According to the English crime writer P.D. James (1920-) “for a book to be described as detective fiction there must be a central mystery and one that by the end of the book is solved satisfactorily and logically, not by good luck or intuition, but by intelligent deduction from clues honestly if deceptively presented.” (James. 2009: 16). This is traditionally conducted via a detective; a figure deployed within the narrative structure ‘whose occupation is to investigate crimes’ (Oxford. 2006: 202). Therefore detective fiction represents an enigma, a puzzle to be solved through an intriguing series of events and clues presented by the writer to its audience; that are taken on a journey through a process of reasoning, elimination and conclusion to solve a mystery. The narrative formula allows the audience to engage on an exploration of self-discovery as “the mystery’s solution supplies a temporary sense of self through which the reader is offered an apparatus for negotiating the boundaries that define identity.” (McCracken. 1998: 50).
Detective fiction can be defined and situated into various different categories; “one is taxonomic…placing it in relation to other types of popular literature…Westerns, science fiction, spy tales and so on. John G. Cawelti’s (Adventure) has grouped these types into larger categories called ‘archetypes’ which are convenient for making an initial distinction between two major kinds of detective fiction, ‘Mystery’ and ‘Adventure.’ (Rzepka. 2005: 9). This raises the question of how detective fiction appeals to past and present audience’s and its position as part of a mass market publication in contemporary society. In order to answer this question it is important to briefly summarise the rise of detective fiction as a genre.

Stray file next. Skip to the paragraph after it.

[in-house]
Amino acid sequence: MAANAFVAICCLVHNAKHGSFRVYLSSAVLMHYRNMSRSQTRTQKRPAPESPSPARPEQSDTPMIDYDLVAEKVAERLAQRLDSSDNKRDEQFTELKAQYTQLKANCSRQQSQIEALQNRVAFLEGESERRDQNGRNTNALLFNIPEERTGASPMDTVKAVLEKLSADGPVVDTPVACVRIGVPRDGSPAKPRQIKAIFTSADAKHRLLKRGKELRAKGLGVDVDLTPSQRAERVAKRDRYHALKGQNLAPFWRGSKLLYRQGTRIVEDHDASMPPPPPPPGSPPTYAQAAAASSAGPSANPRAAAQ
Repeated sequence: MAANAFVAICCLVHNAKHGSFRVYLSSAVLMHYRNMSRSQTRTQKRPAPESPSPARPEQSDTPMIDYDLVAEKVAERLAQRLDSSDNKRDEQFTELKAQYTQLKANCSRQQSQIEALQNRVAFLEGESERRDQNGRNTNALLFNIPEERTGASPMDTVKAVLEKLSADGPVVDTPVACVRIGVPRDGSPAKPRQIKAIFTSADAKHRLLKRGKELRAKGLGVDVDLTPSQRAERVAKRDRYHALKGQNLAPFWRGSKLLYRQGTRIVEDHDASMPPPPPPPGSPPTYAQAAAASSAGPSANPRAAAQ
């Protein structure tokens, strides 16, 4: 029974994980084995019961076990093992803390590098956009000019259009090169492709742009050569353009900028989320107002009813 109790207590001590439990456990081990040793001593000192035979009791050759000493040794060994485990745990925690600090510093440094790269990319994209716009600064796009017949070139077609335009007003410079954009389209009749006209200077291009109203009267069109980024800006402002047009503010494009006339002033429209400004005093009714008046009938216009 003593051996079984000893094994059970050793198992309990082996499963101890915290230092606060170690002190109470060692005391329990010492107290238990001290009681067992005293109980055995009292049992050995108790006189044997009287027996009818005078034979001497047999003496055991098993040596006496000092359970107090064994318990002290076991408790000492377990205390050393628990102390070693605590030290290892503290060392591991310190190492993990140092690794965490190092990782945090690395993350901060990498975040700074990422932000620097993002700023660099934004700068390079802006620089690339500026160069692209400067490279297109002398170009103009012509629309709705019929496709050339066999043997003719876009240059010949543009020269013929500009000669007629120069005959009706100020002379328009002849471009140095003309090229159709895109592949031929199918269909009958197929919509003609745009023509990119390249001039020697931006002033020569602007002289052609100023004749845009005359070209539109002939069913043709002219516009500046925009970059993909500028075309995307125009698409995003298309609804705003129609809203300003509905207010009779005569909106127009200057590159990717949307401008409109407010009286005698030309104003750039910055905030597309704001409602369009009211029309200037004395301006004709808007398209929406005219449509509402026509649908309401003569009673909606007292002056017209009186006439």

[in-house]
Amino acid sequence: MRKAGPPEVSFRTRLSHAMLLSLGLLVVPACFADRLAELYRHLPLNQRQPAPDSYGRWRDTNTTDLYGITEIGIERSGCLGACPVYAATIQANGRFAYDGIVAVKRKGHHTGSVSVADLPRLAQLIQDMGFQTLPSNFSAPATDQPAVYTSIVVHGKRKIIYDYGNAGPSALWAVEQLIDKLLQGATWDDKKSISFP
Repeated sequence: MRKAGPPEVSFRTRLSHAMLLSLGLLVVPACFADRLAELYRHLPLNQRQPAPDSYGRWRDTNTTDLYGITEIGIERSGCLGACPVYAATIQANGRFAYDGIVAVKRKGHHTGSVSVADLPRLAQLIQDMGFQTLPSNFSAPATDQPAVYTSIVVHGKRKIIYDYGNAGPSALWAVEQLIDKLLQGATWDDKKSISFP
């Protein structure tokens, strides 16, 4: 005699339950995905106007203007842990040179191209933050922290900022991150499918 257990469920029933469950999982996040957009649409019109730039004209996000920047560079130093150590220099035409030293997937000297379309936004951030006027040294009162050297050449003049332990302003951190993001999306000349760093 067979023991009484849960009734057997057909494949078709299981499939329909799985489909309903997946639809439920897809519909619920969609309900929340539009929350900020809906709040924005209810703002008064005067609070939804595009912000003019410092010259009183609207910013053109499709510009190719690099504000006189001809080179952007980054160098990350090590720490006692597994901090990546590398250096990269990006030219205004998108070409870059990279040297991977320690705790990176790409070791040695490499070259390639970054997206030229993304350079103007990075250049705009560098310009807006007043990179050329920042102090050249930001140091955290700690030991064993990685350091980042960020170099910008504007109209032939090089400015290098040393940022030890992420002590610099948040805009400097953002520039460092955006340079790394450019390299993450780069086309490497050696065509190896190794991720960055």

The rise of detective fiction as a genre is significantly vast and extensive in historical context; for example critics have indicated that the genre reaches as far back to Greek Mythology and the fable of Oedipus Rex “featuring…a detective and a criminal combined in one character, a device more common in detective fiction than one might expect.” (Rzepka. 2005: 16). However it was during the eighteenth century in Great Britain “came the beginnings of immense social and economic changes and the consequent movement of the population to the towns…conditions became intolerable and led to the formation of the "New Police"…in 1829 the first Metropolitan Police Act was passed.” (Mayor’s Office. 2012). Over a decade later the Detective Police Department was formed in London, England in (1842), enabling the rise, popularity and mass publication of detective fiction as a genre. (Priestman. 2003: xi).
However, arguably and ostensibly the roots and traditional form of detective fiction as recognised in contemporary society stem from the nineteenth century American author Edgar Allan Poe (1809-1849) and his work The Murders in the Rue Morgue (1841). As argued by the twenty first century...